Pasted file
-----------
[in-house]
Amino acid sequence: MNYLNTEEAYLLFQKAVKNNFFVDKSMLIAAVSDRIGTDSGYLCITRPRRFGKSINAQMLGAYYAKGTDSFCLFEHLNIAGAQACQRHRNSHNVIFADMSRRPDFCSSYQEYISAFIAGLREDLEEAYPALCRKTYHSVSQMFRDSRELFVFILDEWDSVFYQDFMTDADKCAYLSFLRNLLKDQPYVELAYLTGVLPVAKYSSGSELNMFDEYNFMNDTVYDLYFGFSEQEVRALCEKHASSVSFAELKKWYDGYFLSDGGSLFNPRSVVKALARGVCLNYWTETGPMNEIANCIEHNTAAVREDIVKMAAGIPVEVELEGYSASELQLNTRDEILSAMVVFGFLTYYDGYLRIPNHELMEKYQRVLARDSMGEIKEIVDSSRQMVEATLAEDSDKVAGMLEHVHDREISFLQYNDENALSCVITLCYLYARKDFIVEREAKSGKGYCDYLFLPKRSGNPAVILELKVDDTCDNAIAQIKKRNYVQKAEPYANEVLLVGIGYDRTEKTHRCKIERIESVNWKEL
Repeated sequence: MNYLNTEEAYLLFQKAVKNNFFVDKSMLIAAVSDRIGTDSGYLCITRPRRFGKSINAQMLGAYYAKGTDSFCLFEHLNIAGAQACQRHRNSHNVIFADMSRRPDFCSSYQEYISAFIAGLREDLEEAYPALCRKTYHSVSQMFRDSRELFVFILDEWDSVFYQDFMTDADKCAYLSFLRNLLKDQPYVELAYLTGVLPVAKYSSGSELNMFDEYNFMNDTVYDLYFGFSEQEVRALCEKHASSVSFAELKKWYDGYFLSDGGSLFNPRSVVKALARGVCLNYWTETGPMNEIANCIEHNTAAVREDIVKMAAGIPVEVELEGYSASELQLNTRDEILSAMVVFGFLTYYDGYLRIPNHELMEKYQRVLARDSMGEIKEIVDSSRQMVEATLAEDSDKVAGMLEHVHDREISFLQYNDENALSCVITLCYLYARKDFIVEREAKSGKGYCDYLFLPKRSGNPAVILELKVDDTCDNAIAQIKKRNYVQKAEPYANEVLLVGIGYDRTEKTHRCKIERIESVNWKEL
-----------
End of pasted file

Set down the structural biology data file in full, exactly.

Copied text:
[in-house]
Amino acid sequence: MNYLNTEEAYLLFQKAVKNNFFVDKSMLIAAVSDRIGTDSGYLCITRPRRFGKSINAQMLGAYYAKGTDSFCLFEHLNIAGAQACQRHRNSHNVIFADMSRRPDFCSSYQEYISAFIAGLREDLEEAYPALCRKTYHSVSQMFRDSRELFVFILDEWDSVFYQDFMTDADKCAYLSFLRNLLKDQPYVELAYLTGVLPVAKYSSGSELNMFDEYNFMNDTVYDLYFGFSEQEVRALCEKHASSVSFAELKKWYDGYFLSDGGSLFNPRSVVKALARGVCLNYWTETGPMNEIANCIEHNTAAVREDIVKMAAGIPVEVELEGYSASELQLNTRDEILSAMVVFGFLTYYDGYLRIPNHELMEKYQRVLARDSMGEIKEIVDSSRQMVEATLAEDSDKVAGMLEHVHDREISFLQYNDENALSCVITLCYLYARKDFIVEREAKSGKGYCDYLFLPKRSGNPAVILELKVDDTCDNAIAQIKKRNYVQKAEPYANEVLLVGIGYDRTEKTHRCKIERIESVNWKEL
Repeated sequence: MNYLNTEEAYLLFQKAVKNNFFVDKSMLIAAVSDRIGTDSGYLCITRPRRFGKSINAQMLGAYYAKGTDSFCLFEHLNIAGAQACQRHRNSHNVIFADMSRRPDFCSSYQEYISAFIAGLREDLEEAYPALCRKTYHSVSQMFRDSRELFVFILDEWDSVFYQDFMTDADKCAYLSFLRNLLKDQPYVELAYLTGVLPVAKYSSGSELNMFDEYNFMNDTVYDLYFGFSEQEVRALCEKHASSVSFAELKKWYDGYFLSDGGSLFNPRSVVKALARGVCLNYWTETGPMNEIANCIEHNTAAVREDIVKMAAGIPVEVELEGYSASELQLNTRDEILSAMVVFGFLTYYDGYLRIPNHELMEKYQRVLARDSMGEIKEIVDSSRQMVEATLAEDSDKVAGMLEHVHDREISFLQYNDENALSCVITLCYLYARKDFIVEREAKSGKGYCDYLFLPKRSGNPAVILELKVDDTCDNAIAQIKKRNYVQKAEPYANEVLLVGIGYDRTEKTHRCKIERIESVNWKEL